Before the local district attorney dubbed him “the biggest con man in the history of Nueces County,” Mauricio Celis led the life of a high-powered plaintiff’s lawyer. At the time of his arrest, in November 2007, at the age of 36, he owned a Rolls-Royce, a Bentley, and a BMW; he traveled by private jet; and he owned a stake in the Havana Club, the go-to spot for Corpus Christi’s bank, oil, and gas executives. As a founding partner of CGT Law Group International—which boasted offices in eight cities, including Beverly Hills, Miami, and Mexico City—Celis made more than enough money to spread around. He contributed nearly half a million dollars to Democratic political campaigns from 2002 to 2007, and his largesse extended to the local diocese, to which he donated $100,000 for its newly established Catholic high school. He was a rainmaker, procuring lucrative personal-injury cases that he referred out to South Texas litigators, and he counted Corpus Christi’s biggest power brokers among his friends. There was only one problem, which Celis had skillfully managed to work around: He was not actually a lawyer.
That Celis was an impostor might never have come to light if not for a rival personal-injury lawyer, Thomas J. Henry. “I had heard about Celis’s basic background, which did not include finishing college, much less going to law school,” Henry told me. “So I was surprised when I saw a file at the courthouse that said he was suing a lawyer in the Valley for attorney’s fees.” Henry—whose ubiquitous TV commercials and billboards have made him instantly recognizable in Corpus Christi—launched his own investigation into Celis’s credentials in May 2007, which confirmed that he had no law degree. And so that fall, Henry took the next logical step for any savvy plaintiff’s attorney: He began airing thirty-second ads inviting Celis’s clients to hire him. “Mauricio Celis, with the law firm of CGT . . . does not have a law license in the state of Texas, nor does he have a license to practice law anywhere in the world,” Henry announced in a commercial that caught the attention of then-Nueces County district attorney Carlos Valdez. “If you have hired this law firm, you may be entitled to a refund of all the attorney’s fees paid. Contact me immediately.”
So began one of the more embarrassing chapters of South Texas jurisprudence, one that continues to reverberate through Corpus Christi, where Celis, who still faces charges of perjury, money laundering, and theft, will stand trial for a second time this spring, in this case for impersonating a public servant (more on that later). Celis’s conviction last year on fourteen counts of falsely holding himself out to be a lawyer sent a chill through the city’s legal community, since he and CGT had referred many cases to local attorneys in exchange for a substantial cut on the back end. “Any lawyer who shares fees with a nonlawyer runs the risk of disciplinary action from the State Bar, including potentially losing his license,” explained deputy attorney general Eric Nichols, who assisted Valdez in his prosecution of Celis. “That’s why it was so essential for Mauricio Celis to pretend to be a lawyer, which he wasn’t. The state defined Celis as a case runner.” Case runners—people who are, for all practical purposes, ambulance chasers—“solicit cases and then shop them out to lawyers,” Nichols said.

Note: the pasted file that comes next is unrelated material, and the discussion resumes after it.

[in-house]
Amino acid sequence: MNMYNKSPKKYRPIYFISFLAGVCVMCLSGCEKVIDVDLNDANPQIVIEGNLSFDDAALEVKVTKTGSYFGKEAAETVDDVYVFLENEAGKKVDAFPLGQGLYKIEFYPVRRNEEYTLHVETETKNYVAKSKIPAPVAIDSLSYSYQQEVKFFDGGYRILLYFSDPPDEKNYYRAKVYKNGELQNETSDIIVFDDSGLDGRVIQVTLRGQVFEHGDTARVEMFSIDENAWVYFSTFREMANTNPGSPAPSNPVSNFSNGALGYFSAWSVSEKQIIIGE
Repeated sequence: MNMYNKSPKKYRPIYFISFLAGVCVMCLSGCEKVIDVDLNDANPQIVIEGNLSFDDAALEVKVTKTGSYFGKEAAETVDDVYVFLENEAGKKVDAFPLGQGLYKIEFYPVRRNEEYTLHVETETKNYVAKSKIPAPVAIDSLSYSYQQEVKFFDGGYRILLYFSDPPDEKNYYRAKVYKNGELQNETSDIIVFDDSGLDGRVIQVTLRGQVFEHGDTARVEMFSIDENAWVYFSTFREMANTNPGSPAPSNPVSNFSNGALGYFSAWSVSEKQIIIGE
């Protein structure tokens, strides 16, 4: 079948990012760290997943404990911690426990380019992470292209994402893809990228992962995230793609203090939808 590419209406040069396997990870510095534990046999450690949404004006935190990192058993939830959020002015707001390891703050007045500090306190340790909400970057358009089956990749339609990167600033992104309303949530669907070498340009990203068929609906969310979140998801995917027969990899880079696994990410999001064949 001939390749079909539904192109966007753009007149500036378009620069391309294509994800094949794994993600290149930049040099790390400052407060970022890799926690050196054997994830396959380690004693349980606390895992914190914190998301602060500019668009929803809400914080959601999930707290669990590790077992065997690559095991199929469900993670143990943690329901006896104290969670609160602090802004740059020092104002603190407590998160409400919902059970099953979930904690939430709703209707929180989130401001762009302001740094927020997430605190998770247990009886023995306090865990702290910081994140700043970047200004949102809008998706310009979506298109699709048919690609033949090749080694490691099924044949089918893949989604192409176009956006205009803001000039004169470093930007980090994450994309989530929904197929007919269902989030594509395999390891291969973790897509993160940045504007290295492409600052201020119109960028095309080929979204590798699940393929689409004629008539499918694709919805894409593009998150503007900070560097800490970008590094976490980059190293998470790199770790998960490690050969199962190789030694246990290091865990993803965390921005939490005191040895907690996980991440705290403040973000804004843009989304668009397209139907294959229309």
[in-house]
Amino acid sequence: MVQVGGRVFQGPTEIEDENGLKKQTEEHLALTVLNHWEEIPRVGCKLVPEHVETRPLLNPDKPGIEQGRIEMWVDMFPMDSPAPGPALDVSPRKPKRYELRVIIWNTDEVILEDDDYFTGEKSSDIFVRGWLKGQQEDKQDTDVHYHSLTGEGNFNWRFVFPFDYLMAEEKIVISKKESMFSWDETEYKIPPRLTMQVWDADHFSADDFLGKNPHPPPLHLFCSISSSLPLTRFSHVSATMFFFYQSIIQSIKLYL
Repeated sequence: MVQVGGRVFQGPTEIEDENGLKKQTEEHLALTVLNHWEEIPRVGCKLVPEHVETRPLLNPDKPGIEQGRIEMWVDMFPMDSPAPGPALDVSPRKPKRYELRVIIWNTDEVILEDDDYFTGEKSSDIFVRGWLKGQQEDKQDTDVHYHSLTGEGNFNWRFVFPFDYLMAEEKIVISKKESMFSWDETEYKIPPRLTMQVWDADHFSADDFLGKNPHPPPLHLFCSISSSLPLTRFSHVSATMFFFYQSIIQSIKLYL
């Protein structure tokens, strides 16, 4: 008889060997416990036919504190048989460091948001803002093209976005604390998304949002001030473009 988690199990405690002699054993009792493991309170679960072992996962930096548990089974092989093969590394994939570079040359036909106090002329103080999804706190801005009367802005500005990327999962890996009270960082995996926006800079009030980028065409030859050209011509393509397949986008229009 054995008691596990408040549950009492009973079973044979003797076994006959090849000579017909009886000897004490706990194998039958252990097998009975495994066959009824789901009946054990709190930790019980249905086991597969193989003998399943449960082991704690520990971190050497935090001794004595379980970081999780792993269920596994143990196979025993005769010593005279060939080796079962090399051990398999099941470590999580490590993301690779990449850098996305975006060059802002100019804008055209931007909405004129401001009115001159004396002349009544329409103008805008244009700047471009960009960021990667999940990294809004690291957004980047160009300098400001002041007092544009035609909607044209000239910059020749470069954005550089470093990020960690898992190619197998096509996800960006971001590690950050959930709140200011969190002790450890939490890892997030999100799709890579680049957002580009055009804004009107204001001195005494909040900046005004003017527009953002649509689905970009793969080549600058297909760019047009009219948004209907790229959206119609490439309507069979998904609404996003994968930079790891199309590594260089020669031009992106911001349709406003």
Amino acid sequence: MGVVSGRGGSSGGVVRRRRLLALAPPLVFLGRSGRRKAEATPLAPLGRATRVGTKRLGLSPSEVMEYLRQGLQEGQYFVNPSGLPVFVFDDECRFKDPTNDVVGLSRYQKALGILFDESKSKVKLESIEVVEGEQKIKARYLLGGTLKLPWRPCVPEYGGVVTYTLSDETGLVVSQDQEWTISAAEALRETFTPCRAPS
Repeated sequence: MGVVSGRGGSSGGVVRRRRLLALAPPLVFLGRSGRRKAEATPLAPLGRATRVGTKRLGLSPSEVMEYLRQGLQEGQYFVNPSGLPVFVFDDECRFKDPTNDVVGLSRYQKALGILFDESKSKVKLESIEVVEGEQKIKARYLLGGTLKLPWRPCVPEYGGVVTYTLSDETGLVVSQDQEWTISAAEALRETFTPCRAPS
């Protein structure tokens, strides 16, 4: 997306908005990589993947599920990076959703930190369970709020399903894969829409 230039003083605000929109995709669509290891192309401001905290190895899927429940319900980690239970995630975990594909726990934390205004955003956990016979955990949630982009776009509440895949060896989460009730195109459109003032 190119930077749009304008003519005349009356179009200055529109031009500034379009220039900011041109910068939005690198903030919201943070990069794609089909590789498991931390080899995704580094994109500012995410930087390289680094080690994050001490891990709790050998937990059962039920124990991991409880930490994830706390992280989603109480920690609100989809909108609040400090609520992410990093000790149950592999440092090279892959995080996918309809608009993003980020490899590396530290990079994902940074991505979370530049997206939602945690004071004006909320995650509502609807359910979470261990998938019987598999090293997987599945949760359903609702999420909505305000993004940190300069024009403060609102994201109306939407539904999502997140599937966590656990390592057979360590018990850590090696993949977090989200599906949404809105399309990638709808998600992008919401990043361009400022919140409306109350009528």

So how exactly did he get away with it? “I talked to Celis once, and I knew he wasn’t a lawyer,” one Corpus Christi attorney told me on the condition of anonymity. “A truck driver, maybe, but not a lawyer. We briefly discussed a case I had worked on, and it was clear from his responses that he wasn’t who he said he was. But the money was so good that I think people didn’t ask questions.”
The Celis case shone a little bit of light on the inner workings of South Texas plaintiff’s attorneys, a world that inspired Brownsville lawyer Carlos Cisneros to write a John Grisham—like thriller titled, naturally, The Case Runner. Though a work of fiction, the 2008 novel is informed by Cisneros’s time as a prosecutor in the Cameron County district attorney’s office and now as a solo practitioner. “When I went into private practice, three or four different people approached me and said, ‘Hey, I can get you criminal cases,’ ” Cisneros recalled. “They said, ‘You’re just starting out, but I can get you a lot of work. I can steer clients your way, and if they hire you, then we can settle up.’ Of course, I was flabbergasted. I couldn’t believe that kind of stuff went on. All the things I had studied in law school—ethics and the rules of professional conduct—were still very fresh in my mind.”
The Case Runner depicts a broken justice system in which cops alter accident reports to fault the party with the most insurance, coroners are persuaded to write autopsy findings that favor plaintiffs, doctors are coached on what to say on the stand, witnesses are bribed, judges are influenced by trial lawyers’ hefty contributions, and pro-plaintiff juries deliver big verdicts. Although Cisneros admits to having taken dramatic license, anyone familiar with civil litigation in South Texas—a region that the American Tort Reform Association has designated a “judicial hellhole” for six out of the past nine years—will notice more than a passing resemblance. Even Cisneros has been surprised by his novel’s prescience. In The Case Runner , a mother and son die in a rollover accident and leave behind no immediate relatives (or so it seems); a Corpus Christi firm, in turn, hires someone to play the grieving widower, files a wrongful-death suit, and collects millions. “I described the plot to a lawyer I know,” Cisneros said. “And she exclaimed, ‘That’s amazing! That sounds just like a case I’m involved in!’ ”
At the heart of this real-life legal swamp are, of course, the case runners. “A lot of big law firms have